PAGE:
I watched the last two minutes of the Alabama/Auburn game last weekend. Maybe you’ve seen the replays of the missed field goal attempt in the last second of play by Alabama that resulted in the ball being caught in the end zone and carried all the way back for a touchdown by Auburn.
For the most part, unless the Golden Gophers are playing (and actually winning) I’m not much of a football fan. Furthermore, if my son and nephew hadn’t been caught up in the excitement taking place on the television last weekend, I wouldn’t know anything about any of this. In fact, if you’d asked me before last Saturday where Auburn University is located, I would have told you Georgia.
This is ironic, considering that I spent the better part of my career as an educator pounding grammar and punctuation into the heads of football players who could recite every team and player statistic without even breaking a sweat.
The students I taught back then are real live adults now, not college freshmen. Many of them keep me up to date on their college graduations, marriages, job promotions, and sometimes even the games they’ve won if the planets aligned perfectly for them and they still play the game they love. Once in a while, late at night when I’m on the computer, a message will pop up from one of them just checking in just to say hello.
When I first knew them, I found that they shared many things in common besides their passion for the sport of football. For the majority of them, the absence of a father was one. They were men raised by women. Strong, loving, determined, Godly mothers, or aunties or often, grandmothers who toiled and sweat and tried really hard to fill the gap for their sons and nephews and grandsons.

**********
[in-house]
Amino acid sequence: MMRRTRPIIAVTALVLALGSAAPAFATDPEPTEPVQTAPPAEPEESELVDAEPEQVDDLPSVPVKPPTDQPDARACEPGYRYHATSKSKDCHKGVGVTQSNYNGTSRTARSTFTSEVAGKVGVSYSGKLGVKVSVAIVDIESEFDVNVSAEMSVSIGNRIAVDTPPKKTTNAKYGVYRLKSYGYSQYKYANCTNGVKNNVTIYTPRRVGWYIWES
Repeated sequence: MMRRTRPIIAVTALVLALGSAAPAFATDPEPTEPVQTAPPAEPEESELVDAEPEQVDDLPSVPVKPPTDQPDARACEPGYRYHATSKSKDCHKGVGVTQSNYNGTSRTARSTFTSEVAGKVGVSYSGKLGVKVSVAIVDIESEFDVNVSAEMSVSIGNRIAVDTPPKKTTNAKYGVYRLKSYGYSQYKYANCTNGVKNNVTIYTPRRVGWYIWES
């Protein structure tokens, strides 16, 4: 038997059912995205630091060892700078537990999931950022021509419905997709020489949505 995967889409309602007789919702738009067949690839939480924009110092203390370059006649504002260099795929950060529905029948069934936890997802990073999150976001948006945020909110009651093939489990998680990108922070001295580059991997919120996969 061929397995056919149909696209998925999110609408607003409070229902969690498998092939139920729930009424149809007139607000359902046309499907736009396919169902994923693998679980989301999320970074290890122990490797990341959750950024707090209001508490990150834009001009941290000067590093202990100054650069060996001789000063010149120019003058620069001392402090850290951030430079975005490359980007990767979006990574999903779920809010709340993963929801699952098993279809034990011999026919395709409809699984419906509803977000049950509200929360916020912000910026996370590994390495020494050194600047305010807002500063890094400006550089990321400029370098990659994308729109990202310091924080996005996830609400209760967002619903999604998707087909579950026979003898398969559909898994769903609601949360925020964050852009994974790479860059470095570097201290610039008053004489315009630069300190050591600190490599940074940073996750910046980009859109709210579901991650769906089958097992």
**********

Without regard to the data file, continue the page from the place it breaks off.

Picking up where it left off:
I think about those women a lot when I see the pictures my former students post of their own children. Photos of newborns in the delivery room…and birthday pictures of toddlers covered in icing. Family pictures and first day of school pictures and Christmas morning pictures of those young men with children they’ve not only fathered, but have stuck around to raise.
I know when I see these pictures that they know that there’s a big difference between a Baby Daddy and a Father. A huge difference.
These are young men who are in the game of their lives. It’s called being a father. It’s no game of inches. These are the guys who show up, suit up, and stay. They not only pay for diapers; they are man enough to change ’em, too. They aren’t just passive spectators in the lives of their children. They are the best kind of father. The type every child deserves. The kind that is there not just on birthdays, but every day. The kind of father my father was…the kind my husband is…the kind I hope my son and nephew will be someday.
I never watched a single one of those football players play a game like the one I saw last Saturday, in a huge stadium. I never saw our community college hillside with its handful of spectators cleared and celebrating a one second victory on the field. No announcer ever predicted that any one of them would be named Player of the Year.
That’s okay. I couldn’t be prouder of them than I already am.
Football is a game. College football is sometimes other things, too. It can be a tool, a ticket, or a life ring thrown in the direction of a young man with very little direction or support who just might be looking to get an education, too. Sometimes, the smartest ones grab that life ring and hang on. This changes everything.
I know this. I’ve seen it happen. These guys are proof.
And if there was a Heisman for fatherhood instead of football, I’d have a long list of young men I’d sure like to nominate this year.